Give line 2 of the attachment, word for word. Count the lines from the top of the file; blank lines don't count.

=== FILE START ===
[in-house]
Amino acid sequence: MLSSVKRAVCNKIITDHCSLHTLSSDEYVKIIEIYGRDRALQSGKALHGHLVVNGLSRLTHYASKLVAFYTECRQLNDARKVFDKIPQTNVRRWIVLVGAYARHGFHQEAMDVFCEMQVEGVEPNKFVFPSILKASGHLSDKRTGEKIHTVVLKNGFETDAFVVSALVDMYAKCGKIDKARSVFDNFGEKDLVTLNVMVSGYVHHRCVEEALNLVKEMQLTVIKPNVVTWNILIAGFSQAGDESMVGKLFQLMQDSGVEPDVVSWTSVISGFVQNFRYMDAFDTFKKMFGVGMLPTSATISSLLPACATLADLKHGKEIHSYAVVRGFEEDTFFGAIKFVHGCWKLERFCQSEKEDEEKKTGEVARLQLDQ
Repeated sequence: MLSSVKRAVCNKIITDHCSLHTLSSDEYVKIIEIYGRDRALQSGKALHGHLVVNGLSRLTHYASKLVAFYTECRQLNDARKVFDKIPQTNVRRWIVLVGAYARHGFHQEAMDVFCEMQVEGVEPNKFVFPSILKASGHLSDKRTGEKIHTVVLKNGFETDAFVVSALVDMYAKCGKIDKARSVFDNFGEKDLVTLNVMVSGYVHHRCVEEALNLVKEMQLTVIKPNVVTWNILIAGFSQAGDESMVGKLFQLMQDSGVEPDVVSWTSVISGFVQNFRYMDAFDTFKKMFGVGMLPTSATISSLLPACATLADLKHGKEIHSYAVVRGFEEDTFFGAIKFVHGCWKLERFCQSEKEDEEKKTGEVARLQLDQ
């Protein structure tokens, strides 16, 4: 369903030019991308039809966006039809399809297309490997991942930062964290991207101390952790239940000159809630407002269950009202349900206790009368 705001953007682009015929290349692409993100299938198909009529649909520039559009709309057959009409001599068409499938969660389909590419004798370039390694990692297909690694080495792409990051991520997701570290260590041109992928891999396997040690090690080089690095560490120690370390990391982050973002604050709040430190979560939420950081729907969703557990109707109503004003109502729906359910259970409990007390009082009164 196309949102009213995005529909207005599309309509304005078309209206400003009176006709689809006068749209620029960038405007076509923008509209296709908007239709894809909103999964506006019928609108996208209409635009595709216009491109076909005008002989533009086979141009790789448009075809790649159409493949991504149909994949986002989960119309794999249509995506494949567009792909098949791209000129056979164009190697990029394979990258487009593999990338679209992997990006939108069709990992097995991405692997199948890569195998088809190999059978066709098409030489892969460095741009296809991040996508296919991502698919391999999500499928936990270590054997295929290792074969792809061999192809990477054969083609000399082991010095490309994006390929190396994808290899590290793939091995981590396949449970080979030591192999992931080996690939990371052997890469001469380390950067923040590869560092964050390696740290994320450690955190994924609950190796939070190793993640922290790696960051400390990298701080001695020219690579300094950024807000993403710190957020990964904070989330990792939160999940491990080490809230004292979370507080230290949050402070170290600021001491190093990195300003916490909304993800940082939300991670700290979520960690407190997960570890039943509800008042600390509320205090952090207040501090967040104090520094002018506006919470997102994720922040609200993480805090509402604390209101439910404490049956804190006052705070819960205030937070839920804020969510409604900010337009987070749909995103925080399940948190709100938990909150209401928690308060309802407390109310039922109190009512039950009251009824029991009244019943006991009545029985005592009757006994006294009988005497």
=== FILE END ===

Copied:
Amino acid sequence: MLSSVKRAVCNKIITDHCSLHTLSSDEYVKIIEIYGRDRALQSGKALHGHLVVNGLSRLTHYASKLVAFYTECRQLNDARKVFDKIPQTNVRRWIVLVGAYARHGFHQEAMDVFCEMQVEGVEPNKFVFPSILKASGHLSDKRTGEKIHTVVLKNGFETDAFVVSALVDMYAKCGKIDKARSVFDNFGEKDLVTLNVMVSGYVHHRCVEEALNLVKEMQLTVIKPNVVTWNILIAGFSQAGDESMVGKLFQLMQDSGVEPDVVSWTSVISGFVQNFRYMDAFDTFKKMFGVGMLPTSATISSLLPACATLADLKHGKEIHSYAVVRGFEEDTFFGAIKFVHGCWKLERFCQSEKEDEEKKTGEVARLQLDQ